Wu Minxia: 3m individual/synchronised springboard
The United States is the most successful diving nation in Olympic history: it tops the all-time medals table with a total of 131 (48 gold, 41 silver and 42 bronze).
China is a distant second, with 49 medals: 27 gold, 14 silver and eight bronze; Sweden lies third with 14 (six, eight and seven).
Yet such figures are misleading, for China is the dominant diving force: it has won all its Olympic diving medals since 1984, when it ended a boycott of the Games that started with the 1952 Olympics.
At the 2008 Beijing Games, mainland divers won 11 out of a possible 24 medals, including seven of the eight gold medals in the four men's and four women's events: 3m springboard, synchronised 3m springboard, 10m platform and synchronised 10m platform. Australia's Matt Mitcham won that one elusive gold medal in the men's 10m platform event.
Double Olympic champion Guo Jingjing, 30 - the mainland's most successful women's Olympic diver, with four gold and two silver medals - retained her individual and synchronised 3m titles at the 2008 Games. She has since retired, but her former synchronised 3m partner, Wu Minxia, an individual 3m bronze medallist in Beijing behind Guo - will compete in both events in London from July 29.
Wu, 26, won both the individual 3m and - with new partner He Zi - the synchronised 3m world titles last year, and is tipped for Olympic gold. Chen Ruolin, who won both women's 10m platform events in Beijing, will defend her titles, too.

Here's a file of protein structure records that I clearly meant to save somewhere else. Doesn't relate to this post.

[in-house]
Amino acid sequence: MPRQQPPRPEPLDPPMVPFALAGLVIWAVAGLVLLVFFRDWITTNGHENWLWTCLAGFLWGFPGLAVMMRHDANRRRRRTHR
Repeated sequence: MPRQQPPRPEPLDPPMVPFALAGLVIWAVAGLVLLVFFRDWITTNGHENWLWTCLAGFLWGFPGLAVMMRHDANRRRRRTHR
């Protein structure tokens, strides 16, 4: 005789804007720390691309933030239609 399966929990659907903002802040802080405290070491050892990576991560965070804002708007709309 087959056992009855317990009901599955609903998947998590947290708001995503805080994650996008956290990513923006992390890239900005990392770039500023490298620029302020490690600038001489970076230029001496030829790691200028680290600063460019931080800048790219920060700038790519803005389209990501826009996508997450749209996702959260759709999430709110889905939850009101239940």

The mainland also hopes to dominate the men's events. Qiu Bo, 19, the 2011 world champion in both 10m events, is likely to be closely challenged by Olympic champion Mitcham, 24, and Tom Daley, 18, Britain's in-form, 2009 individual 10m world champion.
Diving made its Olympic debut in 1904, when it featured two men's events: 10m platform diving, or 'fancy high diving'; and plunge for distance - like a diving 'long-jump', where competitors made a standing, poolside dive, and had to go as deep as possible without using their arms or legs. Women's diving was introduced in 1912, and synchronised diving in 2000.
Divers tell judges what they will perform beforehand and are marked on their starting position, take-off, the dive itself and entry. They try to enter the water vertically, with as little splash as possible. Synchronised diving is marked on technique and also on how closely the divers move in harmony.
Divers gain higher points if they successfully complete difficult dives; they can score zero if they take too long, or change a planned dive.
Four-time Olympic champion Greg Louganis, of the US, hit his head competing at the 1988 Games, but still won 3m individual gold.